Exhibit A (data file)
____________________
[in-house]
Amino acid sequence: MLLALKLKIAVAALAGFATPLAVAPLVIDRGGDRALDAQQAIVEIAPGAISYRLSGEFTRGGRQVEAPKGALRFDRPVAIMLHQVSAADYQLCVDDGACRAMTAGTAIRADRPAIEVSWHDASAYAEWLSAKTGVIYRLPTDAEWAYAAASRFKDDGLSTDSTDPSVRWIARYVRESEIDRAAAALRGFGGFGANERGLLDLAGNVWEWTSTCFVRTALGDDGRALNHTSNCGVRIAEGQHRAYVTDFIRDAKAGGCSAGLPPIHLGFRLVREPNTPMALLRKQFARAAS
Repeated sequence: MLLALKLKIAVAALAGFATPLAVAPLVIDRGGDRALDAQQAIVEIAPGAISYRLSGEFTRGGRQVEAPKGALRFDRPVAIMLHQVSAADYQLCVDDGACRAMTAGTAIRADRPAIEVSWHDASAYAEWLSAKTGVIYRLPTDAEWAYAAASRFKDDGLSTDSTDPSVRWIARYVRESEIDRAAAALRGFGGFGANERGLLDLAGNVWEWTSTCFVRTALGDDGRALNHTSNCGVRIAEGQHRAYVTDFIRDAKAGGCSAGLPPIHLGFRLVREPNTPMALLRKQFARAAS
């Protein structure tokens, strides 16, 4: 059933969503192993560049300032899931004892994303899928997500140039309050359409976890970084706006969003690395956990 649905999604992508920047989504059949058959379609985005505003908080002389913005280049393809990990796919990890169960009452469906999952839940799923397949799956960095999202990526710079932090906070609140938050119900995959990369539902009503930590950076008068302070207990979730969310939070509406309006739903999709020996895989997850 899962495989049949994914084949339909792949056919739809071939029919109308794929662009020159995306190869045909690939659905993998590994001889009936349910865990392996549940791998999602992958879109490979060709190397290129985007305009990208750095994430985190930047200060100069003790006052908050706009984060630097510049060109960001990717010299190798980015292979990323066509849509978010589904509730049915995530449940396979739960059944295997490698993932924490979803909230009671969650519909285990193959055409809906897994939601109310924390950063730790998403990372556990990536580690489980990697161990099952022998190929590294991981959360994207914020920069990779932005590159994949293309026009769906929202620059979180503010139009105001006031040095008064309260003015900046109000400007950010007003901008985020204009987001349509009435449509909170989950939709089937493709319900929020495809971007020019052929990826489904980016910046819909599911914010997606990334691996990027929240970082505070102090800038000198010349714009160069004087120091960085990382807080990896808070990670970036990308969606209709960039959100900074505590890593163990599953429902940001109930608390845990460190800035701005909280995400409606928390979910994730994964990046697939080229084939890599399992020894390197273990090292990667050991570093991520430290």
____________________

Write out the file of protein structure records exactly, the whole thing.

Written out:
[in-house]
Amino acid sequence: MLLALKLKIAVAALAGFATPLAVAPLVIDRGGDRALDAQQAIVEIAPGAISYRLSGEFTRGGRQVEAPKGALRFDRPVAIMLHQVSAADYQLCVDDGACRAMTAGTAIRADRPAIEVSWHDASAYAEWLSAKTGVIYRLPTDAEWAYAAASRFKDDGLSTDSTDPSVRWIARYVRESEIDRAAAALRGFGGFGANERGLLDLAGNVWEWTSTCFVRTALGDDGRALNHTSNCGVRIAEGQHRAYVTDFIRDAKAGGCSAGLPPIHLGFRLVREPNTPMALLRKQFARAAS
Repeated sequence: MLLALKLKIAVAALAGFATPLAVAPLVIDRGGDRALDAQQAIVEIAPGAISYRLSGEFTRGGRQVEAPKGALRFDRPVAIMLHQVSAADYQLCVDDGACRAMTAGTAIRADRPAIEVSWHDASAYAEWLSAKTGVIYRLPTDAEWAYAAASRFKDDGLSTDSTDPSVRWIARYVRESEIDRAAAALRGFGGFGANERGLLDLAGNVWEWTSTCFVRTALGDDGRALNHTSNCGVRIAEGQHRAYVTDFIRDAKAGGCSAGLPPIHLGFRLVREPNTPMALLRKQFARAAS
């Protein structure tokens, strides 16, 4: 059933969503192993560049300032899931004892994303899928997500140039309050359409976890970084706006969003690395956990 649905999604992508920047989504059949058959379609985005505003908080002389913005280049393809990990796919990890169960009452469906999952839940799923397949799956960095999202990526710079932090906070609140938050119900995959990369539902009503930590950076008068302070207990979730969310939070509406309006739903999709020996895989997850 899962495989049949994914084949339909792949056919739809071939029919109308794929662009020159995306190869045909690939659905993998590994001889009936349910865990392996549940791998999602992958879109490979060709190397290129985007305009990208750095994430985190930047200060100069003790006052908050706009984060630097510049060109960001990717010299190798980015292979990323066509849509978010589904509730049915995530449940396979739960059944295997490698993932924490979803909230009671969650519909285990193959055409809906897994939601109310924390950063730790998403990372556990990536580690489980990697161990099952022998190929590294991981959360994207914020920069990779932005590159994949293309026009769906929202620059979180503010139009105001006031040095008064309260003015900046109000400007950010007003901008985020204009987001349509009435449509909170989950939709089937493709319900929020495809971007020019052929990826489904980016910046819909599911914010997606990334691996990027929240970082505070102090800038000198010349714009160069004087120091960085990382807080990896808070990670970036990308969606209709960039959100900074505590890593163990599953429902940001109930608390845990460190800035701005909280995400409606928390979910994730994964990046697939080229084939890599399992020894390197273990090292990667050991570093991520430290």